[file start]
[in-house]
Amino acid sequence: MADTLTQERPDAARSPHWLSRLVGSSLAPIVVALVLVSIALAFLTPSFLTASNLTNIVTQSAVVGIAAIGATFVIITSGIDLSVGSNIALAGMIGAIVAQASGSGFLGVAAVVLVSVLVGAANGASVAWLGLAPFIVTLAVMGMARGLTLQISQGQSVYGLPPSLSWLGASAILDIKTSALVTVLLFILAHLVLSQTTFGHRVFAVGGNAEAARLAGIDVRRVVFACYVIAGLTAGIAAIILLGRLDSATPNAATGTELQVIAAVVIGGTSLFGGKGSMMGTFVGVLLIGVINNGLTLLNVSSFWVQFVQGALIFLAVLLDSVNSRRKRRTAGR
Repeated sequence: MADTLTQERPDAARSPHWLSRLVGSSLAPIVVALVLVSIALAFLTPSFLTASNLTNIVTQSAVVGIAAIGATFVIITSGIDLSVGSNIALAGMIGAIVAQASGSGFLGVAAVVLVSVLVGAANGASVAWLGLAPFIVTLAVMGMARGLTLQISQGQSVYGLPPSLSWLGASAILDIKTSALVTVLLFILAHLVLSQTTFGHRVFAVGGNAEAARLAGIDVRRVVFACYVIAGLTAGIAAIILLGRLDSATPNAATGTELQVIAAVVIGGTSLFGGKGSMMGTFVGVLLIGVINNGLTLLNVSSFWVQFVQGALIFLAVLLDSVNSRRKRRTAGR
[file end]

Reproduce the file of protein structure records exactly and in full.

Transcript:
[in-house]
Amino acid sequence: MADTLTQERPDAARSPHWLSRLVGSSLAPIVVALVLVSIALAFLTPSFLTASNLTNIVTQSAVVGIAAIGATFVIITSGIDLSVGSNIALAGMIGAIVAQASGSGFLGVAAVVLVSVLVGAANGASVAWLGLAPFIVTLAVMGMARGLTLQISQGQSVYGLPPSLSWLGASAILDIKTSALVTVLLFILAHLVLSQTTFGHRVFAVGGNAEAARLAGIDVRRVVFACYVIAGLTAGIAAIILLGRLDSATPNAATGTELQVIAAVVIGGTSLFGGKGSMMGTFVGVLLIGVINNGLTLLNVSSFWVQFVQGALIFLAVLLDSVNSRRKRRTAGR
Repeated sequence: MADTLTQERPDAARSPHWLSRLVGSSLAPIVVALVLVSIALAFLTPSFLTASNLTNIVTQSAVVGIAAIGATFVIITSGIDLSVGSNIALAGMIGAIVAQASGSGFLGVAAVVLVSVLVGAANGASVAWLGLAPFIVTLAVMGMARGLTLQISQGQSVYGLPPSLSWLGASAILDIKTSALVTVLLFILAHLVLSQTTFGHRVFAVGGNAEAARLAGIDVRRVVFACYVIAGLTAGIAAIILLGRLDSATPNAATGTELQVIAAVVIGGTSLFGGKGSMMGTFVGVLLIGVINNGLTLLNVSSFWVQFVQGALIFLAVLLDSVNSRRKRRTAGR